Canadian writer-director Denis Côté (Curling, Vic + Flo Saw A Bear) is no stranger to eerie vibes or rural settings. His latest delves into the supernatural; it’s an ensemble drama about a tiny community in Quebec struggling to get over the death (and suspected suicide) of one of their own when apparitions of the departed begin appearing on the outskirts of town. Though Côté’s last fiction feature, Boris Without Béatrice, was an update of a Greek myth with a glitzy backdrop, most of his films have been intimate, idiosyncratic studies of social and emotional isolation—themes that seem all too relevant in this current global moment.

True History Of The Kelly Gang

VOD and digital platforms April 24

Numerous movies have been made about the bushranger and Australian folk hero Ned Kelly; he’s the subject, in fact, of what’s widely considered to be the first feature film ever, 1906’s The Story Of The Kelly Gang. But director Justin Kurzel (Macbeth, Assassin’s Creed) takes a slightly different approach with this origin story, which focuses largely on the formative years of young Ned (1917’s George MacKay) as he’s torn between several lousy model roles played by the likes of Russell Crowe, Nicholas Hoult, and The Babadook’s Essie Davis. It’s thoughtful, eccentric, and elemental enough to justify yet another retelling of an oft-told life story.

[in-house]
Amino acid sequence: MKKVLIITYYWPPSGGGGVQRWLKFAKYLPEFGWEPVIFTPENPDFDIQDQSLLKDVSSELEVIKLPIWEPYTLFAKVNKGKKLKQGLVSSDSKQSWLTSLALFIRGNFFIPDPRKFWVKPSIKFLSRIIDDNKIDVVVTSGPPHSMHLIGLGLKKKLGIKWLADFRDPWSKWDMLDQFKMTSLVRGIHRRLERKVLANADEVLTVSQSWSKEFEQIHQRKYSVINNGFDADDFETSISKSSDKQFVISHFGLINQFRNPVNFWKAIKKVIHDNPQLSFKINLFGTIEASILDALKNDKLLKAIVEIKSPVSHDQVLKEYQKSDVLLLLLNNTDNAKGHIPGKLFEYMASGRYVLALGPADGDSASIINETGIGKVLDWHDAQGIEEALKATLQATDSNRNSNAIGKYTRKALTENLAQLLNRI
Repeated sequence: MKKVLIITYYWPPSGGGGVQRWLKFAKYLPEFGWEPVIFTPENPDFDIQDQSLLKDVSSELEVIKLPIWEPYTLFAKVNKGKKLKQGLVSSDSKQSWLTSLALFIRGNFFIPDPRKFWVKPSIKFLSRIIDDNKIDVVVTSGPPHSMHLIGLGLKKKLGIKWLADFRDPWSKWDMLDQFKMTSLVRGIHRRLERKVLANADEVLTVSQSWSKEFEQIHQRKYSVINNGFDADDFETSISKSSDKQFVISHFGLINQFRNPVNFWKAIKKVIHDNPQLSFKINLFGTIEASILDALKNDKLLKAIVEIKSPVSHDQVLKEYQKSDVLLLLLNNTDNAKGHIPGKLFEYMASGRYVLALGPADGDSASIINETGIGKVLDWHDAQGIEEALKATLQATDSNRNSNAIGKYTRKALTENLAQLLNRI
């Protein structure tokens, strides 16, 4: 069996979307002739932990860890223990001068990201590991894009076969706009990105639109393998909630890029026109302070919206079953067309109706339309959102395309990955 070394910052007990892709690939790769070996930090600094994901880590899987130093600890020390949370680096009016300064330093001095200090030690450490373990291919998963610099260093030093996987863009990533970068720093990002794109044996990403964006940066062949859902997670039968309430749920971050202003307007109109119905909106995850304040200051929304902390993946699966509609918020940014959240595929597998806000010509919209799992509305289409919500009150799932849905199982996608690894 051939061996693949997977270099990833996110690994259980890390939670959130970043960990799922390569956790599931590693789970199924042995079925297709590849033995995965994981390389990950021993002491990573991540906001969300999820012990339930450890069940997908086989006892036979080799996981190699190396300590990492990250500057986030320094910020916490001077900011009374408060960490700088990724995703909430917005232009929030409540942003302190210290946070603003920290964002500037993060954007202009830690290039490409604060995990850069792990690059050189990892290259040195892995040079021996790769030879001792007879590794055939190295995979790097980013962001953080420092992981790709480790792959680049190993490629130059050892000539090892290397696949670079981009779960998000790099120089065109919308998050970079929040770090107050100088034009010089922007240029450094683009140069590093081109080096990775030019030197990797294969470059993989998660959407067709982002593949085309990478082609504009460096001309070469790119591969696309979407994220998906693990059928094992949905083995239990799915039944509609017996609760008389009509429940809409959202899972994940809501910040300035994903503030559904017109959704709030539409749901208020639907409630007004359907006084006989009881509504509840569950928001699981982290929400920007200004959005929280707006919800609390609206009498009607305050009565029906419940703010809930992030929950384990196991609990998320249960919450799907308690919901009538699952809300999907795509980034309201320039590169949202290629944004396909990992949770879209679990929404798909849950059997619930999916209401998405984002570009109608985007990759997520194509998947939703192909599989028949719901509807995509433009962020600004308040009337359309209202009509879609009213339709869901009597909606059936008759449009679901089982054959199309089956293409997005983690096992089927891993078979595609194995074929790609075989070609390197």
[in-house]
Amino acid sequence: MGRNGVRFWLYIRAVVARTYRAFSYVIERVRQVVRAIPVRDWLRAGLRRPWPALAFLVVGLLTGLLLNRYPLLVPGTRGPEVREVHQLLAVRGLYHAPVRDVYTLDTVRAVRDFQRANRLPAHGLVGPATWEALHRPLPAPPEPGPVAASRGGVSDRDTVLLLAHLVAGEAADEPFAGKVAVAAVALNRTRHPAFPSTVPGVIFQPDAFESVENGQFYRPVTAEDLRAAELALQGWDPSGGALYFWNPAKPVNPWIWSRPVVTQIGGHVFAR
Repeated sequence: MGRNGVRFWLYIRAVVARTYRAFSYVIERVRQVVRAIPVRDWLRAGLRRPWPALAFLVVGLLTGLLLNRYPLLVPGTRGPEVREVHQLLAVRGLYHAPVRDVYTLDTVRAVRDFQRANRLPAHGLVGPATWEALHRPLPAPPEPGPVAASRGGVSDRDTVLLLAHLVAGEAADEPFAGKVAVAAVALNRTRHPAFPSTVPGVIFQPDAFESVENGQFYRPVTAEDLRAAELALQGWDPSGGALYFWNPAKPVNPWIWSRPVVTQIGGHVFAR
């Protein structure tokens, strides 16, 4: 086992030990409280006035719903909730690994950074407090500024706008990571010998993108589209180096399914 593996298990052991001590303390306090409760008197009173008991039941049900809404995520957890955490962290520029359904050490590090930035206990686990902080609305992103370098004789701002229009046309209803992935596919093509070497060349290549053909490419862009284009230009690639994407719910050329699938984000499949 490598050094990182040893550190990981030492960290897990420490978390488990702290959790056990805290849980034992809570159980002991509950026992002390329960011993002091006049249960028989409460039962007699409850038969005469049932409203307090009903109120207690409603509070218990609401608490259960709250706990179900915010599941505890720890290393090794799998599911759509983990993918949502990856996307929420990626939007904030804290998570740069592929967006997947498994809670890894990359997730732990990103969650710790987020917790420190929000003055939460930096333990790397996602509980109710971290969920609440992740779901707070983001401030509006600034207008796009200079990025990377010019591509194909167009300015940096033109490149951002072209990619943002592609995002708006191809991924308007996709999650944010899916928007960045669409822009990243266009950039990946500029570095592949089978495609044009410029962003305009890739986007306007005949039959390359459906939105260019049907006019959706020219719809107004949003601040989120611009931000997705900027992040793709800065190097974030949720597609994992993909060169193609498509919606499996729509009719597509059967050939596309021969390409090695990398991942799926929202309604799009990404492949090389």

Netflix April 24

Not to be confused with any of the countless other films that share its generic title (including earlier direct-to-video outings for the likes of Bruce Willis and Vinnie Jones), this action movie comes from the Marvel brain trust: It was scripted by Joe Russo, directed by longtime Avengers-verse stunt coordinator (and Chris Evans stunt double) Sam Hargrave, and stars the Mighty Thor himself, Chris Hemsworth. The plot concerns a mercenary who is hired to rescue the kidnapped son of a powerful drug kingpin. While the reliably funny Hemsworth has occasionally been miscast in glowering, Mel-Gibson-esque leading-man roles, one suspects that Extraction has better ideas about what to do with his talents.

To The Stars

Digital platforms April 24

In the small-town Oklahoma of the 1960s, a wallflower (Moonrise Kingdom’s Kara Hayward) forges a fast friendship with a cosmopolitan classmate (Liana Liberato) new to town. Shot in digital black-and-white, this coming-of-age drama from director Martha Stephens (Land Ho!) strains to approximate the itchy melancholy of The Last Picture Show. The cast, though, which includes Malin Akerman, Tony Hale, and Jordana Spiro among others, is strong.

A Russian Youth

MUBI April 30

An underage Russian volunteer loses his eyesight after a gas attack on the front lines of World War I; forced to rely on his hearing, he is reassigned to a primitive listening station to keep track of enemy aircraft. Like Beanpole’s Kantemir Balagov, writer-director Alexander Zolotukhin is a graduate of the legendary five-year filmmaking workshop run by Alexander Sokurov in the small North Caucasus city of Nalchik. The master’s influence appears to be all over the bleared, desaturated, grainy palette of his debut feature, which premiered at last year’s Berlin Film Festival.